In basketball, a number of zone defenses are used. There’s the match-up zone, the box-and-one, and the 1-3-1 Half Court Trap. There is also the 2-3 zone, which we will explain today. The 2-3 zone defense uses two defenders covering areas in the top of the zone, near the top of the key, with three defenders covering areas near the baseline. The diagram below can help you visualize the placement of the players. Usually guards are at the top of the zone, with forwards guarding the sides and a center guarding the lane. With this type of defense, the whole zone will shift according to where the opposing team is moving. Because of this, players in the 2-3 zone defense are often said to be “on a string” because when one player moves it is as if he is pulling a string and the others in the 2-3 zone are following. The 2-3 zone defense sees widespread use, because it works very well when used properly. It is great for forcing shots because it forces opponents further from the basket, it helps to spread out fouls among players, it slows the game, and allows for fewer offensive plays.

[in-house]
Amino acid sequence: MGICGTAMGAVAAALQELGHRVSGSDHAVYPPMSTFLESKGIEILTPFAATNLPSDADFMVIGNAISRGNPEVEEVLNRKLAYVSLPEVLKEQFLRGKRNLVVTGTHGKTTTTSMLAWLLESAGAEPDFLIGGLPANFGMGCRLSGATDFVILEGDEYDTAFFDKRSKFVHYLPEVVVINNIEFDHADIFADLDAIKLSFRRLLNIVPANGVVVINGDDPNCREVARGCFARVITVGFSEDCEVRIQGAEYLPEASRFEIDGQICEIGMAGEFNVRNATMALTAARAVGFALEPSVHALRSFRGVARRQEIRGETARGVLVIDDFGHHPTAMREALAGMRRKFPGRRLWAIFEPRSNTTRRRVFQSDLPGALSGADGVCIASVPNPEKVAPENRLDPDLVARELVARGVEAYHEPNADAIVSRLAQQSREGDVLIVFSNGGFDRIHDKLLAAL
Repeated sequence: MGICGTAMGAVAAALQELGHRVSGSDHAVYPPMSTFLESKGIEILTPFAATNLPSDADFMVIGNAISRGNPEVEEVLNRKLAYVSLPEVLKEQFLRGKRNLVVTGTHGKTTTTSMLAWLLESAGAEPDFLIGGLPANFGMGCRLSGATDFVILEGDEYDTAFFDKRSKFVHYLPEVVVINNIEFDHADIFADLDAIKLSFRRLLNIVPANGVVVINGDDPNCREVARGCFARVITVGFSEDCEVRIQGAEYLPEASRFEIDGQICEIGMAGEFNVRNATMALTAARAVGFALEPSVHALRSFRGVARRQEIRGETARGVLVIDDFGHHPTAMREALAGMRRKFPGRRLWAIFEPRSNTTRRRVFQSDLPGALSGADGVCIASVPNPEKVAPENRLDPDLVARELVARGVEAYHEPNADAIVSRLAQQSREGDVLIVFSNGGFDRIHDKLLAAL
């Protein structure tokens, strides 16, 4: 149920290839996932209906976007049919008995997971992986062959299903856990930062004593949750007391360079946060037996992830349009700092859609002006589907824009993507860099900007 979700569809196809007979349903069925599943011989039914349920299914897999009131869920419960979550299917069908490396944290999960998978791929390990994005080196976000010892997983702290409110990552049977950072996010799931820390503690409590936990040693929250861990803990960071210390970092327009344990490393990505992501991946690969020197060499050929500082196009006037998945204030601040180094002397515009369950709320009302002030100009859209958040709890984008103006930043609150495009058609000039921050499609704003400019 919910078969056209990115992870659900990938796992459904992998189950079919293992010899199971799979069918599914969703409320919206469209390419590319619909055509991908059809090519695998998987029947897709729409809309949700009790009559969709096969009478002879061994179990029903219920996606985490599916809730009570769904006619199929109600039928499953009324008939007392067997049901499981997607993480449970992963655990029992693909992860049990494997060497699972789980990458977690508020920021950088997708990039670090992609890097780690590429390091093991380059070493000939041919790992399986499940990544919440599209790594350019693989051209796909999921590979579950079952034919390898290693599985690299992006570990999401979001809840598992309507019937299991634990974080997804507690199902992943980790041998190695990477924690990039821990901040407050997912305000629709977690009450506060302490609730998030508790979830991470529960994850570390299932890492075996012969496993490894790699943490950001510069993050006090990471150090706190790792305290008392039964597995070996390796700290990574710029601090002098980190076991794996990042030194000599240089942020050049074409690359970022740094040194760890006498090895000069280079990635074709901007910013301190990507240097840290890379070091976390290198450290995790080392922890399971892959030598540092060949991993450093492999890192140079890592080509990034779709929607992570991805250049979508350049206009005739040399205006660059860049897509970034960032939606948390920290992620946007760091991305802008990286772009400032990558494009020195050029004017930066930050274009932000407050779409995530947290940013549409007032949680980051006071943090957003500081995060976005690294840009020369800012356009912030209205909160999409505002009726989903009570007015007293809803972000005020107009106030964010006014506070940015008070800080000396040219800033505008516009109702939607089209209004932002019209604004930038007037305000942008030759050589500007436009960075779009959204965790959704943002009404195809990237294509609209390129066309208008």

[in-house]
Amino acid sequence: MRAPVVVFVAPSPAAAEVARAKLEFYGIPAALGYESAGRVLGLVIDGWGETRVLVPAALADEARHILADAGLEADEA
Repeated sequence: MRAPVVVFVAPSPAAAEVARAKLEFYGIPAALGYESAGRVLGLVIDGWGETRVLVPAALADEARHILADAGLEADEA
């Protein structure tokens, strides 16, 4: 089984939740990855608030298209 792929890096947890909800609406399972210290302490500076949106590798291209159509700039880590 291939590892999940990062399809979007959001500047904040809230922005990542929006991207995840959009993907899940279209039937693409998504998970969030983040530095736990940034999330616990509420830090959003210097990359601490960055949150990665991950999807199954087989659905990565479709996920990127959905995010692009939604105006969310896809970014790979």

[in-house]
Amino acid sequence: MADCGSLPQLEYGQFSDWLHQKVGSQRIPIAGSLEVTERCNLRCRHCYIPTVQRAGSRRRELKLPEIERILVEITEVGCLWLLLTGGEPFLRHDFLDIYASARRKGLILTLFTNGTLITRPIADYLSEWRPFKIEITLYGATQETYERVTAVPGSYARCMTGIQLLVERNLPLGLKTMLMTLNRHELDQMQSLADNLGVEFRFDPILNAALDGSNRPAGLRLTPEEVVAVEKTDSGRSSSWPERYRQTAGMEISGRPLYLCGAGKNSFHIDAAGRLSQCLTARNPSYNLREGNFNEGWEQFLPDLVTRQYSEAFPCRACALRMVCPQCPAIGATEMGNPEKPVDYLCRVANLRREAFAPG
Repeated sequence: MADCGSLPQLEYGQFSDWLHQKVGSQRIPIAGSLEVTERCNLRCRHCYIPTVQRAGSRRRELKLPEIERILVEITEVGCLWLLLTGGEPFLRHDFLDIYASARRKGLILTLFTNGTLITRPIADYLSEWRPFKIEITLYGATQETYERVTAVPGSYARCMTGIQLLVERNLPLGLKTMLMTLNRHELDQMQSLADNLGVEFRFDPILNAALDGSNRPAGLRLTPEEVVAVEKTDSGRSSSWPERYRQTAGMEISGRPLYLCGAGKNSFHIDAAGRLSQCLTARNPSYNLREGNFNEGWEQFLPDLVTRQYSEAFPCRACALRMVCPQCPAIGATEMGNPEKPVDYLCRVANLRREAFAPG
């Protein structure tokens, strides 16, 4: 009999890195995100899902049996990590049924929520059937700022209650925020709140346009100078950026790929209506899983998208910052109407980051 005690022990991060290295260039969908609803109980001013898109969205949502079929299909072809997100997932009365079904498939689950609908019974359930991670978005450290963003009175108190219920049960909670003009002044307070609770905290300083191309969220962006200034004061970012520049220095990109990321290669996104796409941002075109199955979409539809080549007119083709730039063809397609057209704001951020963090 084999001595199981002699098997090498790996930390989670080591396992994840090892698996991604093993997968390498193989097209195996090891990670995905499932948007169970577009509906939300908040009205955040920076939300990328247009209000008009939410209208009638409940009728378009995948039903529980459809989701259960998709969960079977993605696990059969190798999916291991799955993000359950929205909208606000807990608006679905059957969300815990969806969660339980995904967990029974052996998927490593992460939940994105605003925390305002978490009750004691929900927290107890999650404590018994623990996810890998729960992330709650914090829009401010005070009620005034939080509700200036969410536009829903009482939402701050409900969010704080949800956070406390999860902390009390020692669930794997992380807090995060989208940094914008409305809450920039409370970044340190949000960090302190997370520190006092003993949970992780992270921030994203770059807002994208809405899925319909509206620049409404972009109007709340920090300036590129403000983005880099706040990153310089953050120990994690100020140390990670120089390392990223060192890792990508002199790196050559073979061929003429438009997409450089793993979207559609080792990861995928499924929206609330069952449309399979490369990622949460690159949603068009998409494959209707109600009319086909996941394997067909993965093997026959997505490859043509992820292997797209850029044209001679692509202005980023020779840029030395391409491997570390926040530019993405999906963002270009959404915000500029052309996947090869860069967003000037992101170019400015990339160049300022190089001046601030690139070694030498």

The history of this defense goes all the way back to 1914 when it was first used in a high school basketball game. The zone defense was important back then because the gym floor of the YMCA where the team played was made of pine and would become very slippery when the roof leaked. More recently, Syracuse University coach Jim Boeheim (who made the zone defense his trademark) led his team to an NCAA Tournament championship in 2003 playing the 2-3 zone defense.